Thanks for putting this one up. I never thought much about LeMay. Now I must find a good biography and some more.
While the Libs may vilify him for his war time strategy, and make movies about Jack D Ripper, it was LeMay’s vice President position on George Wallace’s Presidential bid in 1968 that made them really foam at the mouth.
If you want to read about Taylor, Lemay and the Joint Chiefs leading up to our decisions to get more involved in Vietnam, read Dereliction of Duty by H. McMaster. A great book about how that idiot McNamara and Johnson manipulated and divided the JCS to get what it wanted in the runup to Vietnam. BTW, as pointed out in the book, Lemay and the Marine Commandant (Wallace Green) were of the same mind. Bomb North Vietnam back into the stone age or get out of Vietnam all together. No half stepping.
You will also find out in the book that Lemay’s tour as chief of the Air Force was extended a year not because Johnson liked him. But because he was afraid Lemay as a civilian would be criticizing Johnson concerning Vietnam while Johnson was running for the 1964 Presidential election. Lemay as a good military man would never criticize his commander in chief while in uniform.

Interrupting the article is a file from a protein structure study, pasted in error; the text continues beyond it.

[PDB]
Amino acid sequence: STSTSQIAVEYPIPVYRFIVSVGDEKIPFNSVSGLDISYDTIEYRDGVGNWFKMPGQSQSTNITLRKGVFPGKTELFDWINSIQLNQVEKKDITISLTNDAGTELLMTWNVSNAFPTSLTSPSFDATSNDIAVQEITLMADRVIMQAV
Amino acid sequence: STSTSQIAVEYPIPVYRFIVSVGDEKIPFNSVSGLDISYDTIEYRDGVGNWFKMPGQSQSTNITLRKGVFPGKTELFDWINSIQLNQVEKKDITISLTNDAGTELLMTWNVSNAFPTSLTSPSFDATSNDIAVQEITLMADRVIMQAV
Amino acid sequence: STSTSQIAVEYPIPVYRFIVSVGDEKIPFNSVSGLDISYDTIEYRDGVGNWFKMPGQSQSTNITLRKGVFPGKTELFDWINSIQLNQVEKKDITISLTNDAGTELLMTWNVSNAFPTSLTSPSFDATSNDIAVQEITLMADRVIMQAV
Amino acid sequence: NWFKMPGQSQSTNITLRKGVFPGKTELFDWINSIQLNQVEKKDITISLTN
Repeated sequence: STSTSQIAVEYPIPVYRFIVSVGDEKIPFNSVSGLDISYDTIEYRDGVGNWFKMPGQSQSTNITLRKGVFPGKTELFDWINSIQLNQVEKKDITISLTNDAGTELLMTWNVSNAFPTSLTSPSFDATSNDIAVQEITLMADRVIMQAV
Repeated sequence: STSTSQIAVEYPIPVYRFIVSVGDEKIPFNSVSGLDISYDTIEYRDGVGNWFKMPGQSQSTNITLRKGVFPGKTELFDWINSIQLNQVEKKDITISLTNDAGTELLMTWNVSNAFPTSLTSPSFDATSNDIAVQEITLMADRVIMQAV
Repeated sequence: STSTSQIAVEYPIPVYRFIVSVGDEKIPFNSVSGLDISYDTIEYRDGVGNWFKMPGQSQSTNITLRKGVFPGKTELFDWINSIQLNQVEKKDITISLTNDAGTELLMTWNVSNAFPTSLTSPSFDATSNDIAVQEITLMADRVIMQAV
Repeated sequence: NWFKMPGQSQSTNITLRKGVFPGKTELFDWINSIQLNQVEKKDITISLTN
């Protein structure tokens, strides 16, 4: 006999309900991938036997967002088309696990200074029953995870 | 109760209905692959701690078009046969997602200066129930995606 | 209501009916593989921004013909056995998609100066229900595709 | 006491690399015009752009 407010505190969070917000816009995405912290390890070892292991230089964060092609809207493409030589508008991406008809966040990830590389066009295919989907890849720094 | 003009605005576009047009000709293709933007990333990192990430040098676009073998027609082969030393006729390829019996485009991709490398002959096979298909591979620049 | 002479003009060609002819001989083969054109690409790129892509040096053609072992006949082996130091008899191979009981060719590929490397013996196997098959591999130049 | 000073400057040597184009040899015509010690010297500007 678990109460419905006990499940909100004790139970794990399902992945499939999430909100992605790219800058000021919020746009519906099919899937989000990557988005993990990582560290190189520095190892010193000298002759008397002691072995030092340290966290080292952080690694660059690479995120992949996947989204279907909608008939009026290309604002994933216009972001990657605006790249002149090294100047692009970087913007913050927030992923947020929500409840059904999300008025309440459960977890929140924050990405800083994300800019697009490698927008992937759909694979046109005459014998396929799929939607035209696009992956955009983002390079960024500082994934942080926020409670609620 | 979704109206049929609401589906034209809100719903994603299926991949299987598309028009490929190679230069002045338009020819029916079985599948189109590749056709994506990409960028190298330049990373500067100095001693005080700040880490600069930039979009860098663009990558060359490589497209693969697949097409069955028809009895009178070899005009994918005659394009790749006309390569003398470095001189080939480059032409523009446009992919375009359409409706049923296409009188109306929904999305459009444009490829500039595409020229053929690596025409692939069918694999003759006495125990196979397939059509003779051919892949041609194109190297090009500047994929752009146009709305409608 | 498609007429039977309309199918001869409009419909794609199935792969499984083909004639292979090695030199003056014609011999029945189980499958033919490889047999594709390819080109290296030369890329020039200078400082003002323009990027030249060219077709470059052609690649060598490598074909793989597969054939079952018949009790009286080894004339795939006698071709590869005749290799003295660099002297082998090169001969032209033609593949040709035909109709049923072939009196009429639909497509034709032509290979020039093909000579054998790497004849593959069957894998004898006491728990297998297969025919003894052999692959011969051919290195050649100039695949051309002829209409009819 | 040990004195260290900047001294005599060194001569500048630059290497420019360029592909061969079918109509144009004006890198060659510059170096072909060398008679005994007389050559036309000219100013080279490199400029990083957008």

Thanks. That's where I got the story about LeMay and the cigars he used to irritate Johnson's special adviser Taylor. I read it when it was published and gave it to a retired Navy guy.
It was a great book. That's a fact.
RE: "Lemay as a good military man would never criticize his commander in chief while in uniform."
Nowadays IMO it's the duty of the military to take sides. . . .
LeMay disgraced himself in 1968 by running as the VP candidate of racist George Wallace.
Yes, LeMay was a strong voice for SAC .... but maybe too strong.
In the early 50s, he constantly belittled the idea of using unmanned missiles for long-distance delivery of nuclear weapons, making sure that his SAC got most of the military funding & respect. As a result, US missile development fell well behind the Soviets, who had no problem recognizing the potential of the ICBM. (What’s that quote about old generals always stuck in fighting the last war’s way?)